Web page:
An HIV-positive man who had protected intercourse with three women without telling them about his health status has had his aggravated sexual assault conviction upheld.
In dismissing his appeal, Ontario’s top court rejected arguments that condom use is a sure fire way to prevent transmission of the virus that can lead to AIDS.
“There is no dispute that a perfectly functioning latex condom provides a perfect barrier to HIV transmission,” the Appeal Court said. “(But) condoms do not always work as they are intended to work.”
For one thing, the court said, if a person is unaware of the risk, he or she may also not be as vigilant when using a condom.
Trial evidence was that the man, identified only as N.G., had been warned in October 2013 to tell prospective partners he was HIV-positive. He failed to do so, despite having repeated sex with the three women over several months.
They complained they would not have had intercourse with him had they known. One contracted HIV after sex with N.G., but it’s not known whether he infected her. Another said she felt suicidal while awaiting test results.
At trial, N.G. argued condom use made HIV transmission impossible. However, Superior Court Justice Edward Gareau rejected the argument in November 2017. While condoms can prevent HIV transmission, Gareau found they are only 80 to 85 per cent effective in real world circumstances.
Citing a 2012 Supreme Court of Canada ruling known as Mabior, the judge found a “realistic possibility” of HIV transmission existed when N.G., who was highly contagious, was having sex with the women. The 2012 ruling also made it clear that the failure to tell a partner about one’s status amounted to legal “fraud” that negated consent to sex.
Gareau convicted the accused but before sentencing him to 42 months, N.G. tried to reopen the trial by arguing the Supreme Court jurisprudence should be modified. He called in one expert on whom the top court had previous relied, Dr. John Smith from Winnipeg. Smith testified his thinking on condom use had evolved in recent years.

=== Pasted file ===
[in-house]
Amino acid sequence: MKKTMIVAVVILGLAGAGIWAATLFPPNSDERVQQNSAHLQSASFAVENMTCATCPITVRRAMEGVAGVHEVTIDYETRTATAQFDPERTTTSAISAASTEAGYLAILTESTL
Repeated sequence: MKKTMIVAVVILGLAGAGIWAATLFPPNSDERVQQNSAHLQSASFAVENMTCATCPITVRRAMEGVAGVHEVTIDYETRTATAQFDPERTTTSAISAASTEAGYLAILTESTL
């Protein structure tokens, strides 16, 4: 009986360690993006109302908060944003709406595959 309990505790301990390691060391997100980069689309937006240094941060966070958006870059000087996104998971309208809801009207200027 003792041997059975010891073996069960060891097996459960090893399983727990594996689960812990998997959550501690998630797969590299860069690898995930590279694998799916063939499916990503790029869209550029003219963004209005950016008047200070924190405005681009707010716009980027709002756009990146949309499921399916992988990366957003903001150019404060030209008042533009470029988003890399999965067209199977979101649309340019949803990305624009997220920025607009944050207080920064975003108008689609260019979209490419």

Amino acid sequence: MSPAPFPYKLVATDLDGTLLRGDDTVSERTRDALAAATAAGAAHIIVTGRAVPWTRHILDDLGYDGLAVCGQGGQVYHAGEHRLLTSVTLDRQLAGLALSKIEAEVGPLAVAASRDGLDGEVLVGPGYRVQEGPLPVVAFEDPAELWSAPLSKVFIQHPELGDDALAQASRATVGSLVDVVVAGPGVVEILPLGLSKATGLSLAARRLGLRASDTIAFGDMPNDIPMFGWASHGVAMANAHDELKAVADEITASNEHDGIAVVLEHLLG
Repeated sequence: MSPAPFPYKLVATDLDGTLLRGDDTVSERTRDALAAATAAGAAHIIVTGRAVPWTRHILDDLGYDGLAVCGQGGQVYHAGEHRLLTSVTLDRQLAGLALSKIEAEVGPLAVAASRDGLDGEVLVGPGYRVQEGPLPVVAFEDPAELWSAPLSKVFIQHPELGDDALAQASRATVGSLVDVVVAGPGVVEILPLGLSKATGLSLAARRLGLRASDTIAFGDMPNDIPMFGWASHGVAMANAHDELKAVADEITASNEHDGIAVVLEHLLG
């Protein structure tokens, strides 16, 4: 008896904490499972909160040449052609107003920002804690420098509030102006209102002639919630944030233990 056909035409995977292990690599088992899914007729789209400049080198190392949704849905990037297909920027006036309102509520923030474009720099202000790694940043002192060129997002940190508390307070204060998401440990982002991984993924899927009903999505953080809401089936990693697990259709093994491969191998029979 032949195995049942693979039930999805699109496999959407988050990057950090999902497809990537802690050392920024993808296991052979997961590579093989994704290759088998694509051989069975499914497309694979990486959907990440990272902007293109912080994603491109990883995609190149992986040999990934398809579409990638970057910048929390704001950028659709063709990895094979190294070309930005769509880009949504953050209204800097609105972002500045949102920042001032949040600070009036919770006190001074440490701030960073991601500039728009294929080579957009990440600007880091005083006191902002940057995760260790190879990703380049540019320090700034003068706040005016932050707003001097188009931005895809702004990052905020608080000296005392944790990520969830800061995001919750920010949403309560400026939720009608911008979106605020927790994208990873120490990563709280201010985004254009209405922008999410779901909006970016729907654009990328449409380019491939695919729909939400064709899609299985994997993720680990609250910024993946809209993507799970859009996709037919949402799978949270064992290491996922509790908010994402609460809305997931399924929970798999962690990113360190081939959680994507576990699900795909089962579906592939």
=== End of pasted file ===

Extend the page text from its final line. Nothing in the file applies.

“An individual who always uses a condom and is careful in its use can be almost 100 per cent sure that the HIV virus will not be transmitted,” Smith said.
Interveners such as the HIV Legal Network also argued proper condom use alone should be enough to remove a “realistic possibility” of transmission for criminal law purposes.
Both Gareau and the Appeal Court rejected the assertion given the potential for condom failure.
“The Mabior decision reflects the Supreme Court’s appreciation for the fact that perfectly operating latex condoms provide a perfect barrier to the transmission of HIV,” the Appeal Court said. “It also reflects the court’s understanding that sex happens in the real world and that, in that world, human error and condom failure are concerns across the population.”
In this case, the appellate court said, N.G. had intercourse with the women at a time his viral load — a strong indicator of infectiousness — was not low. Wearing a condom did not definitively rule out a realistic possibility of HIV transmission, it said.
The interveners also argued that criminalizing people with HIV who use condoms is bad public policy and only adds to their stigmatization. While the issue might one day be reconsidered, the Appeal Court found no reason to do so in the current case.
Colin Perkel, The Canadian Press
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